Covid-19 Shifts Food Packaging Priorities
Over the last decade, consumer pressure and global targets have positioned environmental packaging as a priority for many food brands.
To minimise packaging waste, supermarkets and other retailers have introduced refill schemes and a greater range of unpackaged products. Where protection is necessary, there has been a shift away from plastic towards sustainable packaging options or no packaging at all.
Just as we start to make good progress with reducing excess packaging and waste, Covid-19 comes along. Understandably, we instantly opt for pre-packaged food again. The options to purchase loose fruit and veg is a risk and the choices were reduced by retailers.
Environmental packaging is still preferred, but for the short-term, shoppers are putting their health first.
Shift to Online Shopping
The lockdown period also encouraged many households to shop online and increase reliance on food deliveries. Aylesbury Box Company experienced a rise in demand for cardboard boxes as pubs and restaurants, local stores and producers switched to deliveries.
Shopping online reduces the chance to make your own decisions based on packaging. As an example, you may opt for olive oil in a glass bottle, but the delivered brand was in a plastic bottle. With delivery slots hard to come by, you were unlikely to send it back.
Packaged for Online Shopping
Fortunately, refuse collectors were one of the many essential services that continued to operate during lockdown. When householders used the recycling services, cardboard delivery boxes were gathered for recycling.
The data suggests that even now many shops are open for business, more people than ever are now shopping online. The convenience of goods arriving at your door is tempting, especially if you are working from home.
As consumers, we rely on retailers to make it as easy as possible to opt for sustainable packaging when shopping online. There is scope for many more consumables to switch from plastic to cardboard packaging without compromising the quality or protection.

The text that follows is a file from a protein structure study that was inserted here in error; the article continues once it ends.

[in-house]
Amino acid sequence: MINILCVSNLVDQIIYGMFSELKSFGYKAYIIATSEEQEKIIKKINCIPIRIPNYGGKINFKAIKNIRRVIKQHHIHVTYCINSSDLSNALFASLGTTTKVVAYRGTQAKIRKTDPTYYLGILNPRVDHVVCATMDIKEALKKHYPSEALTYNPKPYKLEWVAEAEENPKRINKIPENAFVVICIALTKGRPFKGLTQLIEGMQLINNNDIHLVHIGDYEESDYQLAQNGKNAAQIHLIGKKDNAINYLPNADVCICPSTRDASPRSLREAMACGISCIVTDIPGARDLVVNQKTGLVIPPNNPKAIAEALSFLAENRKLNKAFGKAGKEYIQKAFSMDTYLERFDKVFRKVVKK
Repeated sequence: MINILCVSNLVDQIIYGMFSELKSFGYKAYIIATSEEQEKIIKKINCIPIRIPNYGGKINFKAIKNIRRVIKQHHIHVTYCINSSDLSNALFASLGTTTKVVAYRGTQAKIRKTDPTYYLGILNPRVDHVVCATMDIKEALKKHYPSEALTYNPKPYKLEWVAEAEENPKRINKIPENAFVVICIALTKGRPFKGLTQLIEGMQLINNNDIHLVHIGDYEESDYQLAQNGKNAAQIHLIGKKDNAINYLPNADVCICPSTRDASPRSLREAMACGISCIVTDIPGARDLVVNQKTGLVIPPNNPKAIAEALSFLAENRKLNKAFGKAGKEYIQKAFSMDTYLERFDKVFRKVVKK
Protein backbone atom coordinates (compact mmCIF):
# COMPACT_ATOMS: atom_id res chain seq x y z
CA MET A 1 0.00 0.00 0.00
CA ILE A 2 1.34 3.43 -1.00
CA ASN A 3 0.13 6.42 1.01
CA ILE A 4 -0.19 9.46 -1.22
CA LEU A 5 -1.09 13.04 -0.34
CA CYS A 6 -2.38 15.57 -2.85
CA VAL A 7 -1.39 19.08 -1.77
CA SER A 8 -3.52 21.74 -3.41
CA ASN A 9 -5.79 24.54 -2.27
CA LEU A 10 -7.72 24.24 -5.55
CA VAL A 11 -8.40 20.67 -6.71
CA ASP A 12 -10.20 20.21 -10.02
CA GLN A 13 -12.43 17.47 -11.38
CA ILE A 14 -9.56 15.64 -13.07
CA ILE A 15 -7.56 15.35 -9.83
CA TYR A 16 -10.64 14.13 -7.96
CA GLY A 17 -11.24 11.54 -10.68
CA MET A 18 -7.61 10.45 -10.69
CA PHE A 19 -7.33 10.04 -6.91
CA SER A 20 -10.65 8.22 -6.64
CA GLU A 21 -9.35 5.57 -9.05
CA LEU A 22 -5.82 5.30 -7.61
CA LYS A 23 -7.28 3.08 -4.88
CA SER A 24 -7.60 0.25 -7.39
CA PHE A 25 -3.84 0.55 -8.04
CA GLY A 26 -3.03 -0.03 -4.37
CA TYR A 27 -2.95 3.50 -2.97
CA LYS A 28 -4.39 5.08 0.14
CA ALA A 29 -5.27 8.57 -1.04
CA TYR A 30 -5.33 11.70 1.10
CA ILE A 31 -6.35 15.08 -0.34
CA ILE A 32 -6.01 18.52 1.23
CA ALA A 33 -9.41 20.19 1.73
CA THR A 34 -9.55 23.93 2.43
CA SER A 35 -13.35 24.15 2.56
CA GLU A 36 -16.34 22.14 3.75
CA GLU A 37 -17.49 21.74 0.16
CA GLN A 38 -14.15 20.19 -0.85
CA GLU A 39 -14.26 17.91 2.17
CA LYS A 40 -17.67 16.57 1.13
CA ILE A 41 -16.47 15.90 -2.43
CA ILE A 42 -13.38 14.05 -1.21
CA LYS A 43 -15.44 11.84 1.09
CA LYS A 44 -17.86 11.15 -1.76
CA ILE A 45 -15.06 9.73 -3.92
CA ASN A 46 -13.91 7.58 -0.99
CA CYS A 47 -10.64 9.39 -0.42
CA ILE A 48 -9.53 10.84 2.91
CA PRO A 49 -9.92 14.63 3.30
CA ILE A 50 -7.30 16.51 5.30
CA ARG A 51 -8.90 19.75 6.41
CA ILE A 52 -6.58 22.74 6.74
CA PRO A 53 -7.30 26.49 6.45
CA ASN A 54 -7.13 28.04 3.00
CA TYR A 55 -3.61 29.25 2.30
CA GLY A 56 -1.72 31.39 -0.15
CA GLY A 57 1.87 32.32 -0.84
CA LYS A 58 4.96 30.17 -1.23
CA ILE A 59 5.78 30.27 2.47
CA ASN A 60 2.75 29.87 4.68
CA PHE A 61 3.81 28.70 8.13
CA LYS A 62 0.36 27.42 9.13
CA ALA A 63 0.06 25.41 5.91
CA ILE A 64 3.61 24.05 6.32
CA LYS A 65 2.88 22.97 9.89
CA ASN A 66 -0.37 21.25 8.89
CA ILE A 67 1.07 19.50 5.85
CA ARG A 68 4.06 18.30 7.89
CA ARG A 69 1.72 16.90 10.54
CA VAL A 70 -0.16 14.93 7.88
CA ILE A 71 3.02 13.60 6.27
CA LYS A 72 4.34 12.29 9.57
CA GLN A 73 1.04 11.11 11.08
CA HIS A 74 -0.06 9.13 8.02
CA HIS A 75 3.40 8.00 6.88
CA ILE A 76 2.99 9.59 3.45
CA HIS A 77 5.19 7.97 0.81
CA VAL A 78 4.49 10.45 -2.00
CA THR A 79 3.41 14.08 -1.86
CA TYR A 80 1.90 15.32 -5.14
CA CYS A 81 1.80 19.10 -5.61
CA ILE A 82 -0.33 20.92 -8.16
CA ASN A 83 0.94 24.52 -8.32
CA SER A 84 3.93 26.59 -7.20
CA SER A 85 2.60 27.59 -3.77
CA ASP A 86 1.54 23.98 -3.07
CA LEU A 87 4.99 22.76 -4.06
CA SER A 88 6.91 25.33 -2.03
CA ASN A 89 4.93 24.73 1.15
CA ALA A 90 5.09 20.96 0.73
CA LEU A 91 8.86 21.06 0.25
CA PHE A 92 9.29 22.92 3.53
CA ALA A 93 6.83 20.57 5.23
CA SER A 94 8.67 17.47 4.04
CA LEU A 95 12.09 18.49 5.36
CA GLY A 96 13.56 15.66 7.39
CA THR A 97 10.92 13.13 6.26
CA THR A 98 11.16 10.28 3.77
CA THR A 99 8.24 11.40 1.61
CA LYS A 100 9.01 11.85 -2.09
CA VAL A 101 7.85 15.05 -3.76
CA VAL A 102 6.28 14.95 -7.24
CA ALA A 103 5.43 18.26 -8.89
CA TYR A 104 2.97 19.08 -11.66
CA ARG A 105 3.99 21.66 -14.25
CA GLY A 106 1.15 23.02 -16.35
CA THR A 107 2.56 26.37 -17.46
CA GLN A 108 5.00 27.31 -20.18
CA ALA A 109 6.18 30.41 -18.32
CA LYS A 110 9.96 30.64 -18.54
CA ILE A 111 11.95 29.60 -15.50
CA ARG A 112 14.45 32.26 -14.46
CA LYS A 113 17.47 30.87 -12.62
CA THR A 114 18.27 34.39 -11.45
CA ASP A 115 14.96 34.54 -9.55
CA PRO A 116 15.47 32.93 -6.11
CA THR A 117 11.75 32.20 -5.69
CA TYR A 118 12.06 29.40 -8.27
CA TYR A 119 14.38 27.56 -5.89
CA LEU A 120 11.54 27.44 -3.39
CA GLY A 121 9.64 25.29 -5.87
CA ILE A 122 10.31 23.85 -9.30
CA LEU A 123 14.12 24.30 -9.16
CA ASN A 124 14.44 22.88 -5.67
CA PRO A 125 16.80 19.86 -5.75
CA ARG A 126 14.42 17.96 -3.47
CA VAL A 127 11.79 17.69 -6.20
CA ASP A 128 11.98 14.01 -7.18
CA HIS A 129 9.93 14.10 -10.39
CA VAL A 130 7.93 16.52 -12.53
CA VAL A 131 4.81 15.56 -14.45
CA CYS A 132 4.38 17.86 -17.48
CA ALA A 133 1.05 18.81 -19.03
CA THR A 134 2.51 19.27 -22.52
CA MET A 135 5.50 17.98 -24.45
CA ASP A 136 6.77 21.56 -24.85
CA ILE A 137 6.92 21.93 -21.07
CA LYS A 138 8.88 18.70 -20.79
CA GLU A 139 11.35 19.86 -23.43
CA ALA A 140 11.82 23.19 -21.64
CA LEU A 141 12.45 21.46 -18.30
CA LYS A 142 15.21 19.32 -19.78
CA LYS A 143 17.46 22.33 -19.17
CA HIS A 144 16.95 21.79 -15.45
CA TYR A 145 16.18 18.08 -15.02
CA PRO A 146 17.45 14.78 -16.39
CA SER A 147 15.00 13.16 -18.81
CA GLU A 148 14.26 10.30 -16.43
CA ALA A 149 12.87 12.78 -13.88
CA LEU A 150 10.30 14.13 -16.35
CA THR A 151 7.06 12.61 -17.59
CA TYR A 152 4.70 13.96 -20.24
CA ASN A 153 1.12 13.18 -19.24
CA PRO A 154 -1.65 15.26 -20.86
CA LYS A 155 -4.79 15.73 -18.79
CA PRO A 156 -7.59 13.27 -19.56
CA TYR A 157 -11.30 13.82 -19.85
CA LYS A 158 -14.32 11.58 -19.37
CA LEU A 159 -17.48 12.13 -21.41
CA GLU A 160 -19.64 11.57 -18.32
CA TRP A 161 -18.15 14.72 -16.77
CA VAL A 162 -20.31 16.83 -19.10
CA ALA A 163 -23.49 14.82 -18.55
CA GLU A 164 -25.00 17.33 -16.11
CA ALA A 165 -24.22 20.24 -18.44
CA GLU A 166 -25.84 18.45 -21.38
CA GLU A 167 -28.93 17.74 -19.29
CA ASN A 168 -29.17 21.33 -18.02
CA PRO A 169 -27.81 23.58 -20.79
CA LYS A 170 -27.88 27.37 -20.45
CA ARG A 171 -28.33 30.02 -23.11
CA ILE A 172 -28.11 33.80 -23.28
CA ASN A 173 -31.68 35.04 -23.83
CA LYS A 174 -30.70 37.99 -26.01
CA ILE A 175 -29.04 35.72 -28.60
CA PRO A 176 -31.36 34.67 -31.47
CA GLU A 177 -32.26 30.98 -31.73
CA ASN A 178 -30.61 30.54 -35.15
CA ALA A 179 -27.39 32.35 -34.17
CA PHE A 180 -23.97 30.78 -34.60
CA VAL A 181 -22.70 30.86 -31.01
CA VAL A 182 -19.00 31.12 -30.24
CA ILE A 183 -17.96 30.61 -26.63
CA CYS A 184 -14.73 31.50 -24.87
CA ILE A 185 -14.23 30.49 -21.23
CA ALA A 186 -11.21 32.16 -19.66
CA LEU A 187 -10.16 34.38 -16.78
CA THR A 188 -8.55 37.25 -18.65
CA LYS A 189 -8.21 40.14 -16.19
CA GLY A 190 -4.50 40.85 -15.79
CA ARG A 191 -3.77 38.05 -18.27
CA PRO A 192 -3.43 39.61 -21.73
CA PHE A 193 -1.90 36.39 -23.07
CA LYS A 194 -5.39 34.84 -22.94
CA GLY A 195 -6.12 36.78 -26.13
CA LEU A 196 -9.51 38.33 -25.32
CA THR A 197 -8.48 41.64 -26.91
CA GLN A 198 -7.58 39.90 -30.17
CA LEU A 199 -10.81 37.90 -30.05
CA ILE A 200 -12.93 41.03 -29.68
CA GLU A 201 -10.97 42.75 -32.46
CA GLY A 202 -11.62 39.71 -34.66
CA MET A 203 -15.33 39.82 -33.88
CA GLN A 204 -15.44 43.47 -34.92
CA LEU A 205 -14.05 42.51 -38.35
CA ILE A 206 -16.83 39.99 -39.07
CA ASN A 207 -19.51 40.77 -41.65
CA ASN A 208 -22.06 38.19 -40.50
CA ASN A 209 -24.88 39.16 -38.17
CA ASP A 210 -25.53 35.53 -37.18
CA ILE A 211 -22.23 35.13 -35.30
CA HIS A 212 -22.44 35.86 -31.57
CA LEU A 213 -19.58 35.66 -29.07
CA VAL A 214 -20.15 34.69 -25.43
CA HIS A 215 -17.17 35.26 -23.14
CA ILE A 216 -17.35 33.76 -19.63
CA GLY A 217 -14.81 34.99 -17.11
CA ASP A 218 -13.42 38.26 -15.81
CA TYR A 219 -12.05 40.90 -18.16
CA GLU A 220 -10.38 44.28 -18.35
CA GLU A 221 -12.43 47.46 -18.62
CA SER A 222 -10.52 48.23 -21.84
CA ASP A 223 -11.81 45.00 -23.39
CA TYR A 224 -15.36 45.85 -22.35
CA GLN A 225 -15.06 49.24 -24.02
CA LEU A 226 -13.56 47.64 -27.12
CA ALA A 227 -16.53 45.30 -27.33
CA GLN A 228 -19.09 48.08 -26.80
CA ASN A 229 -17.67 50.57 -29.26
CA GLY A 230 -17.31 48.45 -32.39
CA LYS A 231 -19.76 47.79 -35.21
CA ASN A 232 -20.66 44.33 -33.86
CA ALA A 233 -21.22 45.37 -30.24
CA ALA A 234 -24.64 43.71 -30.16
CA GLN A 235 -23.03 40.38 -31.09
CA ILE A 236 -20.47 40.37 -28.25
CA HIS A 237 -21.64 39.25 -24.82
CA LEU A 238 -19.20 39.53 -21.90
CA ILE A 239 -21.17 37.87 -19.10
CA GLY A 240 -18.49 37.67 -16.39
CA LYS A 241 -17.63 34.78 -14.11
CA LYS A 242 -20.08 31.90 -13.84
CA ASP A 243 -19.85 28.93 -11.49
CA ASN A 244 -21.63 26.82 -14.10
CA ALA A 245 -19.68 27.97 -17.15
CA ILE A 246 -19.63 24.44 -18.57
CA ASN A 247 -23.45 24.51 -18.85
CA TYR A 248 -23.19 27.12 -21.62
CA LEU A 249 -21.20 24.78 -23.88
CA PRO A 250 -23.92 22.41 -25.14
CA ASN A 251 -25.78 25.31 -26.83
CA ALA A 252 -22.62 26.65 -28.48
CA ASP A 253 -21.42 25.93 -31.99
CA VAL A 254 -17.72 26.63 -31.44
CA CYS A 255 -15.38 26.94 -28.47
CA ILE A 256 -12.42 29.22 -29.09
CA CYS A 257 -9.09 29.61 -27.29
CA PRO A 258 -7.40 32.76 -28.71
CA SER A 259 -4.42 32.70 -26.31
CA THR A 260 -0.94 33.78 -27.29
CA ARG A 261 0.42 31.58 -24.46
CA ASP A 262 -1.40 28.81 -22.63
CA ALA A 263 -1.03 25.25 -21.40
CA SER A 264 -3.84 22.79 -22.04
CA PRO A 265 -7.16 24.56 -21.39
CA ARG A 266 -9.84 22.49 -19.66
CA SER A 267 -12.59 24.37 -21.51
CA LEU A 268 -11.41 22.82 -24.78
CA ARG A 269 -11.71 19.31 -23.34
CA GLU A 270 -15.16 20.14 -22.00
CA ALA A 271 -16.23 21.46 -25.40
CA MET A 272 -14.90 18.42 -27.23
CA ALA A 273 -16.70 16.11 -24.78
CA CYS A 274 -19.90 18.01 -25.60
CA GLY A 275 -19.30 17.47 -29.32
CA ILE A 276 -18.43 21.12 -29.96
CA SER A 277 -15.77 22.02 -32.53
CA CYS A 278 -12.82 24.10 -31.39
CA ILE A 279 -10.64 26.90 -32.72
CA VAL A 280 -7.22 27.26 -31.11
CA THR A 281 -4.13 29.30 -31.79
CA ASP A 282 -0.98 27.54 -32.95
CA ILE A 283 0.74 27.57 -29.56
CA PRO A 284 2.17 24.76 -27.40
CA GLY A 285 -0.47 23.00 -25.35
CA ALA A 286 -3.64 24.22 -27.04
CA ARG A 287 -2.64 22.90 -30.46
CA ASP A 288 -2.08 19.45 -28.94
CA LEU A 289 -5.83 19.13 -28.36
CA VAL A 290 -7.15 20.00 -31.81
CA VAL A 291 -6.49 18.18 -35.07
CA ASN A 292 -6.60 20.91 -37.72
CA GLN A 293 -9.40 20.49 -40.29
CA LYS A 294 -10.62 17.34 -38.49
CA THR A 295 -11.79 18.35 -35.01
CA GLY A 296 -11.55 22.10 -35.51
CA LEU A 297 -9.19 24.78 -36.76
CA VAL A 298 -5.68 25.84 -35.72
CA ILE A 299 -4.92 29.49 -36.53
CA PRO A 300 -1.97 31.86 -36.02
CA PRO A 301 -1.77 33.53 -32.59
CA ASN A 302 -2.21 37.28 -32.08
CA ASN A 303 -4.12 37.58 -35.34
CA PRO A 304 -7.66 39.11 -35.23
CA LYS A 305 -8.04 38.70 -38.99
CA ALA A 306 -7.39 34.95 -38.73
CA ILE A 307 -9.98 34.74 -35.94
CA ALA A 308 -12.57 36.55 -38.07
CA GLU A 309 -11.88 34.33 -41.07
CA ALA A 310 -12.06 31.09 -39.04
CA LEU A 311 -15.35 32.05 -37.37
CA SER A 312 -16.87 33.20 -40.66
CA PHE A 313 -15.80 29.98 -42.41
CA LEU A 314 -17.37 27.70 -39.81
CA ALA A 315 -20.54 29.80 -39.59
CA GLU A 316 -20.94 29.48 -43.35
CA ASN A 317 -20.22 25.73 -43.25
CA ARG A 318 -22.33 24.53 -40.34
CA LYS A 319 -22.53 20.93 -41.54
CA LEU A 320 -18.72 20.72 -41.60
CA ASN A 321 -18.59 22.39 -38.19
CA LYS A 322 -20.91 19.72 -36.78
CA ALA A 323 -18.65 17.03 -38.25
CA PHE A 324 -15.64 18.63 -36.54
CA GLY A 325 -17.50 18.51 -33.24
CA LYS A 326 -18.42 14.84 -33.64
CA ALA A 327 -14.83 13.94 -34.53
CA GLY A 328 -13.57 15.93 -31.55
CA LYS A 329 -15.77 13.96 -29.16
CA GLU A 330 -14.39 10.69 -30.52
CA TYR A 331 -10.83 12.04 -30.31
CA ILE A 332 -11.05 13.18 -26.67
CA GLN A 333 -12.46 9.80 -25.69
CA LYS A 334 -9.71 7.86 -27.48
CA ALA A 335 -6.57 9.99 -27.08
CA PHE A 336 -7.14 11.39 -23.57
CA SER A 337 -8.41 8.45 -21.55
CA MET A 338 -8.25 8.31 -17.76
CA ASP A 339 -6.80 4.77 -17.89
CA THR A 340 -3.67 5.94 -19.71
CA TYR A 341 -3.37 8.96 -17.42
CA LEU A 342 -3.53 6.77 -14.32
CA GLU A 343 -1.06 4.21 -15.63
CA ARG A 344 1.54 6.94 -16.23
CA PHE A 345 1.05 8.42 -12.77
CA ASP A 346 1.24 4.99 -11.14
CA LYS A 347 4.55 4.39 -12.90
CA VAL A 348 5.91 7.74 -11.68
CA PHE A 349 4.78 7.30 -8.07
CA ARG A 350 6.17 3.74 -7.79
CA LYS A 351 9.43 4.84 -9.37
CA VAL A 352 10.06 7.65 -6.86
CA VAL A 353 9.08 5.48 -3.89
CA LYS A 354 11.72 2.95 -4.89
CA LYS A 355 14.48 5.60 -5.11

Increase in Plastic Waste
To support the need for this shift, a survey conducted by Everyday Waste revealed that the 483 participants had increased their plastic packaging waste by 29% during the lockdown period. Each household was disposing of 128 pieces of plastic every week. If this trend is reflective of the country, it suggests that 6 billion plastic items went into our bins each week of lockdown. Of this, 68% were food packaging.
Is Food Packaging Safe?
The risk of infection has put many ‘at risk’ people on high alert. As a precautionary measure, many are opting for plastic food packaging that can be wiped. Cleaning packaging can help elevate fears, but it is not a necessary process for most people.
This month, the Head of Emergencies Programme at the World Health Organisation stated: “There is no evidence that food or the food chain is participating in the transmission of the virus”.
For anyone concerned about packaging such as carton board and corrugated cardboard fibres being recycled and reused, the process involves exposure to extreme heat. This is effective at killing off any microbes.
Fast Food Packaging
One noticeable change as we moved out of lockdown, was the increase in food and drink packaging left as litter. Many people had enjoyed getting out for walks in local parks, fields and beaches during lockdown. The fresh air, exercise and connection with nature helped people to cope during a time of uncertainty and change. As fast-food restaurants re-opened, these places seemed to be littered with packaging waste.
As takeaways are generally eaten within minutes of purchase, fast food packaging is only required for a very short time. Looking to the future, could we follow in the footsteps of a Brazilian company, Bob’s Burgers? In 2012, they developed edible food wrappers. The wrap was printed with safe ink and dissolved in the mouth. Do you think that a shift towards edible packaging would catch on in the UK?
As we begin to return to a level of normality, shoppers and retailers will continue to adapt. We have to find packaging that protects our health, consumable products and the environment. At Aylesbury Box Company, we feel confident that corrugated cardboard will hold its position as a trusted, sustainable packaging option.
For more information on cardboard packaging for consumables, contact us on 01296 436888 or email@example.com.